Background: Subjects who work in poultry slaughtering and processing plants have one of the highest human exposures to viruses that cause cancer in chickens and turkeys. It is not known whether these viruses cause cancer in humans also. Epidemiological studies investigating this issue are scarce.
Aims and Methods: Mortality was studied during the period 1969–90 in a cohort of 7700 subjects who worked in poultry slaughtering and processing plants and were members of a local poultry union in the State of Missouri.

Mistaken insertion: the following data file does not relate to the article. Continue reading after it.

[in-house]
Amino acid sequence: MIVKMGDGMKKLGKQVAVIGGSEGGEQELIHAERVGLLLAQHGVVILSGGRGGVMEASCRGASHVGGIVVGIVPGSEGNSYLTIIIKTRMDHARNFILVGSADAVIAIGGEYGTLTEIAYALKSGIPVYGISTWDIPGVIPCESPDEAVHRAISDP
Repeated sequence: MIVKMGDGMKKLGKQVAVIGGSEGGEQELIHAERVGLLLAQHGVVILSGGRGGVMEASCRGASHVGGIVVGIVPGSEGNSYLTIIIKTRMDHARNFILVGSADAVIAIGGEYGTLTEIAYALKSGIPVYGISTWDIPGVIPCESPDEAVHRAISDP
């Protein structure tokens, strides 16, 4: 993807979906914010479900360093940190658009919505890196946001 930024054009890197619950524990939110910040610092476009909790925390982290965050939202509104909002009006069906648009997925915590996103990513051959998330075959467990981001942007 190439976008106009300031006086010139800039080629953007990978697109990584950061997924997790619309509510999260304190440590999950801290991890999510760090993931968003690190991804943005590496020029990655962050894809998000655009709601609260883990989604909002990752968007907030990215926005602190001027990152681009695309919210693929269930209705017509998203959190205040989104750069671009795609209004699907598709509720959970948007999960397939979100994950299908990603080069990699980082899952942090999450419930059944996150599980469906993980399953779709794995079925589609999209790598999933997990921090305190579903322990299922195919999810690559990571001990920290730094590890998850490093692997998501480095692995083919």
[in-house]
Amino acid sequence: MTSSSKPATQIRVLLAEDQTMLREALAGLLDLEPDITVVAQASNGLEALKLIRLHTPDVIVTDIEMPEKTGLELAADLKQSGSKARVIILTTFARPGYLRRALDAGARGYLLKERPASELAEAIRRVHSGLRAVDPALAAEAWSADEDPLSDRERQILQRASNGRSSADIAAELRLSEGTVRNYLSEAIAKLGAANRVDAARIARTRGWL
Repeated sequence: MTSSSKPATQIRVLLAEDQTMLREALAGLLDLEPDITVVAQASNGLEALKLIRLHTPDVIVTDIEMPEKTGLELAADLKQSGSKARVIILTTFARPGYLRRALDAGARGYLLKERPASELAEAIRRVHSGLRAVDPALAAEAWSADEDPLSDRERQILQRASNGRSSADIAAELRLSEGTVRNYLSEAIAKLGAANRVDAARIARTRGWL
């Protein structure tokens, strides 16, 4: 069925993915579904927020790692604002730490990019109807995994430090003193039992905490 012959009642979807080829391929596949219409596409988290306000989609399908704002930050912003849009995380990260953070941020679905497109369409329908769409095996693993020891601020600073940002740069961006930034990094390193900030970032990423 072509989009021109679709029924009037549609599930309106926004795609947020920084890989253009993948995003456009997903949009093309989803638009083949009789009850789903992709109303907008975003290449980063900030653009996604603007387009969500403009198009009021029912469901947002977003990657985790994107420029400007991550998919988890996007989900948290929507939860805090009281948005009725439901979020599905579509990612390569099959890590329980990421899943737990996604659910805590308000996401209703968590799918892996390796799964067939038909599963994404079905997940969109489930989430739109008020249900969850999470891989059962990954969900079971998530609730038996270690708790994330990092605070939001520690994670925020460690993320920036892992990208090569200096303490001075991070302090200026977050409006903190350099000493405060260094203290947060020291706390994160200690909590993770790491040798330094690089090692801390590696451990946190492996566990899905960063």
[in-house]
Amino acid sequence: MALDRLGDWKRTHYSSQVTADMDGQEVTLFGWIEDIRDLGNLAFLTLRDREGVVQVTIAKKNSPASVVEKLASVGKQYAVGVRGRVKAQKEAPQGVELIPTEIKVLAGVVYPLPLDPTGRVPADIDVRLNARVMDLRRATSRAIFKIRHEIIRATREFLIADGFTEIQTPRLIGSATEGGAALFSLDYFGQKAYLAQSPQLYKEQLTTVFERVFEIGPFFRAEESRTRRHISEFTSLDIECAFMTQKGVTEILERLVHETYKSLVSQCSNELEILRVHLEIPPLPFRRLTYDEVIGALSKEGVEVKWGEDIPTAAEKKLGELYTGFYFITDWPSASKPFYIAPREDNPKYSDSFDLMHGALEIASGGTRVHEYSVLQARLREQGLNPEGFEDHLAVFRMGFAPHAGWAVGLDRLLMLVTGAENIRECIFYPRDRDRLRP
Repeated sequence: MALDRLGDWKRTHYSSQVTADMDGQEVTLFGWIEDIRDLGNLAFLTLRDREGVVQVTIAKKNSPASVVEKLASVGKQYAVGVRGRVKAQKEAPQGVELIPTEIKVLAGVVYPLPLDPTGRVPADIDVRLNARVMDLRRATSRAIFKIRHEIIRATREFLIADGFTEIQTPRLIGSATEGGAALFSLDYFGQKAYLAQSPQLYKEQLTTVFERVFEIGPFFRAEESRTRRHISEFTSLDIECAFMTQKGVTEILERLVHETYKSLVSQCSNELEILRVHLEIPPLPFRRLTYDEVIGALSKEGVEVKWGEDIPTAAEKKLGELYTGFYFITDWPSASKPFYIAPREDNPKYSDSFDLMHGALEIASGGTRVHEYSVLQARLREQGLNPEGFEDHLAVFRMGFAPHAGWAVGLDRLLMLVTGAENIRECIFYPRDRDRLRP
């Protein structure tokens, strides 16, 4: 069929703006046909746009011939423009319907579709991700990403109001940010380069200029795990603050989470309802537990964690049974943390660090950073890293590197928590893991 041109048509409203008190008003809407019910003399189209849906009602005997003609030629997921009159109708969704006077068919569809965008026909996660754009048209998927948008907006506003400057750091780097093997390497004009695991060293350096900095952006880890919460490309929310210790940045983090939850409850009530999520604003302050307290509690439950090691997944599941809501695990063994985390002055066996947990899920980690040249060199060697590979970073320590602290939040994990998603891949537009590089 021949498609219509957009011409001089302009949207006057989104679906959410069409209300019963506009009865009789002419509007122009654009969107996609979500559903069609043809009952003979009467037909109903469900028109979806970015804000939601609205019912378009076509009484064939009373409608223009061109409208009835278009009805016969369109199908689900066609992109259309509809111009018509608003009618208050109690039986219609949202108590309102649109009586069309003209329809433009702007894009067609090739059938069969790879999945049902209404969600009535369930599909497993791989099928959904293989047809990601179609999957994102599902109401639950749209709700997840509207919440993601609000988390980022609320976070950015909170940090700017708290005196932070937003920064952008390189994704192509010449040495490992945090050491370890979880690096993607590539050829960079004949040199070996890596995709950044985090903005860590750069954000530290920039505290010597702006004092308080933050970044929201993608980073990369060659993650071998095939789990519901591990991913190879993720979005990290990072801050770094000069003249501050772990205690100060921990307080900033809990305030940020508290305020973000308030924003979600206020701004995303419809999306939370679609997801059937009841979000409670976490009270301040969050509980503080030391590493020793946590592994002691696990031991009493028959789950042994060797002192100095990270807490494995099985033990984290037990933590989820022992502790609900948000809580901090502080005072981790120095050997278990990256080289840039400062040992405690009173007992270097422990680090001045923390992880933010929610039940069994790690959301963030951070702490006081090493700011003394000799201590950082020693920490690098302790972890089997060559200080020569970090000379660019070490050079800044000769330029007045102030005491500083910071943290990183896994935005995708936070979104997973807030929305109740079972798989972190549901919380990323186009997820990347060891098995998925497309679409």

Results and Conclusions: Statistically significant excess risks of non-malignant respiratory diseases, accidents, and symptoms, senility, and ill-defined conditions, and increased but not statistically significant excesses for some cancers were observed in particular race/sex groups. Most of these results were based on small numbers of deaths, and in many cases were evident only in particular subgroups of the cohort. Because of this and the multiple comparisons made, chance could not be ruled out in explaining the findings. Furthermore, the cohort is young, with only 6% deceased at the end of follow up. Further follow up of this cohort is required before a reliable assessment of the potential risk associated with these viruses can be made.
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